Carpenter: what they do, how to become one, and where to study

ProfGuide Updated 
Carpenter: what they do, how to become one, and where to study

Carpentry is a time-honored profession that involves the crafting, shaping, and installation of wooden structures and objects. The work of a carpenter is diverse, ranging from the creation of custom cabinets and furniture to the construction of large-scale buildings and infrastructure. By the way, recently the ProfGuide career guidance center has developed a precise career orientation test, which will tell you which professions are suitable for you, provide a conclusion about your personality type and intelligence.


Carpentry has been an important profession for centuries, with skilled artisans shaping the world around us. Today, carpentry remains a vital profession, as we continue to rely on the skills of these artisans to build and maintain the structures that make up our communities.


There are many different specializations within the field of carpentry. Some carpenters focus on creating furniture and cabinetry, while others specialize in building structures such as homes, commercial buildings, and bridges.

Within these specializations, carpenters may also have further areas of expertise. For example, a carpenter who builds homes may specialize in framing or finishing work, while a carpenter who creates furniture may specialize in custom joinery or carving.

Tasks and Responsibilities

The tasks and responsibilities of a carpenter can vary depending on their area of specialization, but some common tasks include:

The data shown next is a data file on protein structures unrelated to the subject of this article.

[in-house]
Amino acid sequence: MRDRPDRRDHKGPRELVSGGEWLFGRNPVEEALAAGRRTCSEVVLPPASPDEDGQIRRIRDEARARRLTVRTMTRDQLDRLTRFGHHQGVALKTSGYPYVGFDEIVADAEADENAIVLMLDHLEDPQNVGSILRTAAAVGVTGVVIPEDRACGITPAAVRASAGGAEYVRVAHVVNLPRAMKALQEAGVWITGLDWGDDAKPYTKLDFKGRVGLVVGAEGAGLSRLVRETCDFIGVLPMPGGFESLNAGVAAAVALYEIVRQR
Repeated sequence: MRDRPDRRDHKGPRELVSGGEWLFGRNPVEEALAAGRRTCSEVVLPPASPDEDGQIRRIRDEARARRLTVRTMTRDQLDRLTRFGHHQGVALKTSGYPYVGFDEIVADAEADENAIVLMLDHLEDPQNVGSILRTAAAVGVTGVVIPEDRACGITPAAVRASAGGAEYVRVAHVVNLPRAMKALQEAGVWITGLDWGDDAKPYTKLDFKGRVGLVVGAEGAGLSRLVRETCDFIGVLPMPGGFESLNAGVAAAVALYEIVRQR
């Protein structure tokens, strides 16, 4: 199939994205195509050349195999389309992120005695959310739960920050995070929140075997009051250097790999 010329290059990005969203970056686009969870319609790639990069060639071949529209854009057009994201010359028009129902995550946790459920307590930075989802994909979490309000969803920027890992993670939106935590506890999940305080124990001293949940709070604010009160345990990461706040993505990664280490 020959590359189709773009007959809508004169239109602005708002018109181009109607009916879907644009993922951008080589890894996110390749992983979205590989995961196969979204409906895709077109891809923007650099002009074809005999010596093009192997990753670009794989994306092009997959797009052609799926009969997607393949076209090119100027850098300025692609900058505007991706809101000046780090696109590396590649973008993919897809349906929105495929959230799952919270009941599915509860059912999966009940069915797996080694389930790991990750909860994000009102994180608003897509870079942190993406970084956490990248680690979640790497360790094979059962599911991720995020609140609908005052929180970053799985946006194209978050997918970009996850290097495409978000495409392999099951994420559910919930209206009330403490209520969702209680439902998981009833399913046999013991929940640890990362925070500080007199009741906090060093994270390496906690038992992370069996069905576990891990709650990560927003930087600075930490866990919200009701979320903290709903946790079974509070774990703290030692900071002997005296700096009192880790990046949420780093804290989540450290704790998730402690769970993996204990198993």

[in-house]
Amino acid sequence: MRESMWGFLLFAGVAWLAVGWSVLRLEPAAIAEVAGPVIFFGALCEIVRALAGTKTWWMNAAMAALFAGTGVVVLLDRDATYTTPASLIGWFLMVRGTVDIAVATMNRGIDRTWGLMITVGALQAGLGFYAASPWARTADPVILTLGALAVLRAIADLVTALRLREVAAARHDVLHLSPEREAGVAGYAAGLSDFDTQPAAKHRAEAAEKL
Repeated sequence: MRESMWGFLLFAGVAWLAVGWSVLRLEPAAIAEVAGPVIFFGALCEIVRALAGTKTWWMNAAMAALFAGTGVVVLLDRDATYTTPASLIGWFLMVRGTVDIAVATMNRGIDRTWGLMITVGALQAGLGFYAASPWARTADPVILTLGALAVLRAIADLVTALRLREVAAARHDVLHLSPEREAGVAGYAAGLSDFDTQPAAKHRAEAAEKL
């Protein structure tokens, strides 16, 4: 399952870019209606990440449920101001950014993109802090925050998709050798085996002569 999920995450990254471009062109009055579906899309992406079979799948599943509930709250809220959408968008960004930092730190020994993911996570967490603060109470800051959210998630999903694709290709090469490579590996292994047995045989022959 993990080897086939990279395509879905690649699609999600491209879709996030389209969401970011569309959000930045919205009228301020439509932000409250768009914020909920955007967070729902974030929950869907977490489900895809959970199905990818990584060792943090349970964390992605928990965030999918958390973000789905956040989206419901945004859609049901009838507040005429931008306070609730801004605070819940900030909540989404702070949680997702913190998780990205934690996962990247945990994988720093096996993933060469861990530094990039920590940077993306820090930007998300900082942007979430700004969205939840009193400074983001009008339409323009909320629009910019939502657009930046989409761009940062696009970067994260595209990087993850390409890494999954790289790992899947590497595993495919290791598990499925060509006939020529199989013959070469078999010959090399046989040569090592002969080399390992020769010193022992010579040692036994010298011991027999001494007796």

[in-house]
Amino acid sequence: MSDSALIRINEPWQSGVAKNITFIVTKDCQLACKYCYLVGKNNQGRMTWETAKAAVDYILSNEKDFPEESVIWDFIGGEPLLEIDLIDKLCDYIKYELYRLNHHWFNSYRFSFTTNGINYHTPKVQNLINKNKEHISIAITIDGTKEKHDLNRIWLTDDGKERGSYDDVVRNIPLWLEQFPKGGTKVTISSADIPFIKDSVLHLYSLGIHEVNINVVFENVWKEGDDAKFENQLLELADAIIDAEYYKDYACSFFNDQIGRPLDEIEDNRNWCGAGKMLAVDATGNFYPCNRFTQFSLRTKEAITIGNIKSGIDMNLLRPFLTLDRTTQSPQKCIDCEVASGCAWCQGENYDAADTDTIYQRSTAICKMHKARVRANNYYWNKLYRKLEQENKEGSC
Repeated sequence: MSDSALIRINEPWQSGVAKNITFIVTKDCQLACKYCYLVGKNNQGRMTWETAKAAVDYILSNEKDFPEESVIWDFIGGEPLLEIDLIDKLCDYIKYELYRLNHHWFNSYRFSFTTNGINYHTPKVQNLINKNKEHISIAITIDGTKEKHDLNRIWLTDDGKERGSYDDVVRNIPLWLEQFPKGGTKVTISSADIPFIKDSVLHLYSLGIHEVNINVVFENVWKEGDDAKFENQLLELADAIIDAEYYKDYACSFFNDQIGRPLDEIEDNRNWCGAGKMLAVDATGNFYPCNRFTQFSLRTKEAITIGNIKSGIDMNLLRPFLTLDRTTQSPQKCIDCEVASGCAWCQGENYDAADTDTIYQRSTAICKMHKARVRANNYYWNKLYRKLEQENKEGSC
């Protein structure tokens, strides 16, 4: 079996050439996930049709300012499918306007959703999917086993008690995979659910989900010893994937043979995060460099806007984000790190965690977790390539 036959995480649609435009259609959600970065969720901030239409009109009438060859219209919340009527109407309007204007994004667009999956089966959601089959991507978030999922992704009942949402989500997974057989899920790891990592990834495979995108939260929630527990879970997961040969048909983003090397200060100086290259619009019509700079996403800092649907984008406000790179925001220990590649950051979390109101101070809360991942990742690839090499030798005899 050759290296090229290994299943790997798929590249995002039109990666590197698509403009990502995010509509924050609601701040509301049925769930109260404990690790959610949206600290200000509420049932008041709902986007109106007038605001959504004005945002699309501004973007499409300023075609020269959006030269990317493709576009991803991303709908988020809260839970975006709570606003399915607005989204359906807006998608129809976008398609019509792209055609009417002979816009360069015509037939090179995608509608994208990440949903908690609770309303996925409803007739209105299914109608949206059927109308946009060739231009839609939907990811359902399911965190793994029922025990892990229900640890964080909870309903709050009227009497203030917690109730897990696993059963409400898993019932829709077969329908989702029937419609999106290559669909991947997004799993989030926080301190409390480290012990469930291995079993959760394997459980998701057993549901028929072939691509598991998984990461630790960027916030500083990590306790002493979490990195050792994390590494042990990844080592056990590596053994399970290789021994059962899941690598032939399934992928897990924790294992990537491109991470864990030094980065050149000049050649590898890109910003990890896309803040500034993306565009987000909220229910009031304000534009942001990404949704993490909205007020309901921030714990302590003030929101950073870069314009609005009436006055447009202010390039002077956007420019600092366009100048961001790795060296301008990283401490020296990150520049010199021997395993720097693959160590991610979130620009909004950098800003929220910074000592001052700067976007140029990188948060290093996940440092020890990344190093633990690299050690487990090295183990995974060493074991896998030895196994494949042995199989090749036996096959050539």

• Measuring and cutting wood and other materials to the correct size and shape.
  • Assembling wooden structures and objects, including furniture, cabinets, and buildings.
  • Installing wooden structures, such as beams, flooring, and walls.
  • Repairing and maintaining existing wooden structures and objects.
  • Reading and interpreting blueprints, sketches, and other plans.

Pros and Cons


  • Opportunities for creativity and self-expression through custom work.
  • Job stability and a steady demand for skilled carpenters.
  • Opportunities for physical activity and hands-on work.


  • Exposure to loud noises and potential health hazards, such as dust and chemicals.
  • The physical demands of the job can be taxing on the body, leading to potential injuries.
  • May require working in inclement weather conditions.


In the United States, the demand for carpenters is projected to grow 8 percent from 2020 to 2030, faster than the average for all occupations. Canada, Great Britain, and Australia also have a steady demand for carpenters, as they continue to build and maintain infrastructure and housing.

Salary Ranges

In the United States, the median annual salary for carpenters is around $49,520. In Canada, the median annual salary is around CAD 51,100, while in Great Britain, it is around £26,520. In Australia, the median annual salary is around AUD 65,000.

Where do Carpenters work?

Carpenters can work in a variety of settings, including:

  • Construction sites, building and installing structures such as homes and commercial buildings.
  • Furniture and cabinet shops, creating custom pieces for clients.
  • Home improvement and repair services, maintaining and repairing existing structures and objects.

The work of a carpenter is needed in almost all areas of construction and building, making it an essential profession in our society.

Important Qualities of a Successful Carpenter

To be a successful carpenter, one should possess the following qualities:

  • Attention to detail: Carpenters must be able to accurately measure and cut materials to precise specifications.
  • Physical stamina: The job of a carpenter is physically demanding, requiring strength and endurance.